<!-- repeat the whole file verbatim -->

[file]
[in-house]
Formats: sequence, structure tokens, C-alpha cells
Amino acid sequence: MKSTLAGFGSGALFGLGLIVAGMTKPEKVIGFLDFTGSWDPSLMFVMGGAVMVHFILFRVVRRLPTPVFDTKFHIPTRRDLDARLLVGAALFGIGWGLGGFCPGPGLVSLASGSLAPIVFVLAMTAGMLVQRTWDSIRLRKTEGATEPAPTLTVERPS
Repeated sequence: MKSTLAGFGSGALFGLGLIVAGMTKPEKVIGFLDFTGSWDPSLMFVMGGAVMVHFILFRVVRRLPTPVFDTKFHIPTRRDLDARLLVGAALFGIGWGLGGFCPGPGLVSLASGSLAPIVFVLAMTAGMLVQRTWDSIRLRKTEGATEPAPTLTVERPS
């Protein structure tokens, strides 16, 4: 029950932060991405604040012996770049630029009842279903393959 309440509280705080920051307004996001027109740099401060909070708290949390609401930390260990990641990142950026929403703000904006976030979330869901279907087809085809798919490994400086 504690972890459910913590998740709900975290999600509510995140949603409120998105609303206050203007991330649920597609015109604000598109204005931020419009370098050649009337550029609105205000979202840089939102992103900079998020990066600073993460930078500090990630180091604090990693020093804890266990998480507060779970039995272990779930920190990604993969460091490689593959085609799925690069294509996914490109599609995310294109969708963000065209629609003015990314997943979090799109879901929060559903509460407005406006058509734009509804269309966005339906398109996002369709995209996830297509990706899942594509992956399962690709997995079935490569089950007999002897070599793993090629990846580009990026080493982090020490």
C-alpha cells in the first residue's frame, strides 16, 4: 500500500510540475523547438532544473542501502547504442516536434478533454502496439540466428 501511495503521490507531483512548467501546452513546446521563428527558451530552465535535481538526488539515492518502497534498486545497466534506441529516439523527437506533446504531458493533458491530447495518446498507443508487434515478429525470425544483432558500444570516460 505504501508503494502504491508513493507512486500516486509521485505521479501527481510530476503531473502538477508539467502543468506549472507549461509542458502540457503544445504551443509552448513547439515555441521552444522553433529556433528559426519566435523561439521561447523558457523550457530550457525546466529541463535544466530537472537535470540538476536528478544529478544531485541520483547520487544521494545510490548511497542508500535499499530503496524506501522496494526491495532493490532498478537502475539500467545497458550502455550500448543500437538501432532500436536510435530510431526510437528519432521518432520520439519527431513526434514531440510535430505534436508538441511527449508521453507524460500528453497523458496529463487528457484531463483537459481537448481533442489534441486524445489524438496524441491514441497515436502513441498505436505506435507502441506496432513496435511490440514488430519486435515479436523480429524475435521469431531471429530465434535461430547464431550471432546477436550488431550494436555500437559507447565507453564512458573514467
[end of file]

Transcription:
[in-house]
Formats: sequence, structure tokens, C-alpha cells
Amino acid sequence: MKSTLAGFGSGALFGLGLIVAGMTKPEKVIGFLDFTGSWDPSLMFVMGGAVMVHFILFRVVRRLPTPVFDTKFHIPTRRDLDARLLVGAALFGIGWGLGGFCPGPGLVSLASGSLAPIVFVLAMTAGMLVQRTWDSIRLRKTEGATEPAPTLTVERPS
Repeated sequence: MKSTLAGFGSGALFGLGLIVAGMTKPEKVIGFLDFTGSWDPSLMFVMGGAVMVHFILFRVVRRLPTPVFDTKFHIPTRRDLDARLLVGAALFGIGWGLGGFCPGPGLVSLASGSLAPIVFVLAMTAGMLVQRTWDSIRLRKTEGATEPAPTLTVERPS
């Protein structure tokens, strides 16, 4: 029950932060991405604040012996770049630029009842279903393959 309440509280705080920051307004996001027109740099401060909070708290949390609401930390260990990641990142950026929403703000904006976030979330869901279907087809085809798919490994400086 504690972890459910913590998740709900975290999600509510995140949603409120998105609303206050203007991330649920597609015109604000598109204005931020419009370098050649009337550029609105205000979202840089939102992103900079998020990066600073993460930078500090990630180091604090990693020093804890266990998480507060779970039995272990779930920190990604993969460091490689593959085609799925690069294509996914490109599609995310294109969708963000065209629609003015990314997943979090799109879901929060559903509460407005406006058509734009509804269309966005339906398109996002369709995209996830297509990706899942594509992956399962690709997995079935490569089950007999002897070599793993090629990846580009990026080493982090020490």
C-alpha cells in the first residue's frame, strides 16, 4: 500500500510540475523547438532544473542501502547504442516536434478533454502496439540466428 501511495503521490507531483512548467501546452513546446521563428527558451530552465535535481538526488539515492518502497534498486545497466534506441529516439523527437506533446504531458493533458491530447495518446498507443508487434515478429525470425544483432558500444570516460 505504501508503494502504491508513493507512486500516486509521485505521479501527481510530476503531473502538477508539467502543468506549472507549461509542458502540457503544445504551443509552448513547439515555441521552444522553433529556433528559426519566435523561439521561447523558457523550457530550457525546466529541463535544466530537472537535470540538476536528478544529478544531485541520483547520487544521494545510490548511497542508500535499499530503496524506501522496494526491495532493490532498478537502475539500467545497458550502455550500448543500437538501432532500436536510435530510431526510437528519432521518432520520439519527431513526434514531440510535430505534436508538441511527449508521453507524460500528453497523458496529463487528457484531463483537459481537448481533442489534441486524445489524438496524441491514441497515436502513441498505436505506435507502441506496432513496435511490440514488430519486435515479436523480429524475435521469431531471429530465434535461430547464431550471432546477436550488431550494436555500437559507447565507453564512458573514467